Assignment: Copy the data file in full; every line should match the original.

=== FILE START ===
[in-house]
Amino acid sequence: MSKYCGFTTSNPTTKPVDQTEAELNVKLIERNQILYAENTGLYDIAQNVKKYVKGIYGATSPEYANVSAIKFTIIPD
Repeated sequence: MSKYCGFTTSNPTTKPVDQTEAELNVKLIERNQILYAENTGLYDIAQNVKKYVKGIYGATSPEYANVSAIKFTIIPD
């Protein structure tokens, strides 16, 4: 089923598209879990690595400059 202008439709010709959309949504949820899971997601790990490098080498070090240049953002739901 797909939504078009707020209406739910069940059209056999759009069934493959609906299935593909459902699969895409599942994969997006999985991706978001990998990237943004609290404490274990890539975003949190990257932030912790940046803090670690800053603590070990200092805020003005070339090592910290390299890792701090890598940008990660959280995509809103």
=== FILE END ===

[in-house]
Amino acid sequence: MSKYCGFTTSNPTTKPVDQTEAELNVKLIERNQILYAENTGLYDIAQNVKKYVKGIYGATSPEYANVSAIKFTIIPD
Repeated sequence: MSKYCGFTTSNPTTKPVDQTEAELNVKLIERNQILYAENTGLYDIAQNVKKYVKGIYGATSPEYANVSAIKFTIIPD
């Protein structure tokens, strides 16, 4: 089923598209879990690595400059 202008439709010709959309949504949820899971997601790990490098080498070090240049953002739901 797909939504078009707020209406739910069940059209056999759009069934493959609906299935593909459902699969895409599942994969997006999985991706978001990998990237943004609290404490274990890539975003949190990257932030912790940046803090670690800053603590070990200092805020003005070339090592910290390299890792701090890598940008990660959280995509809103």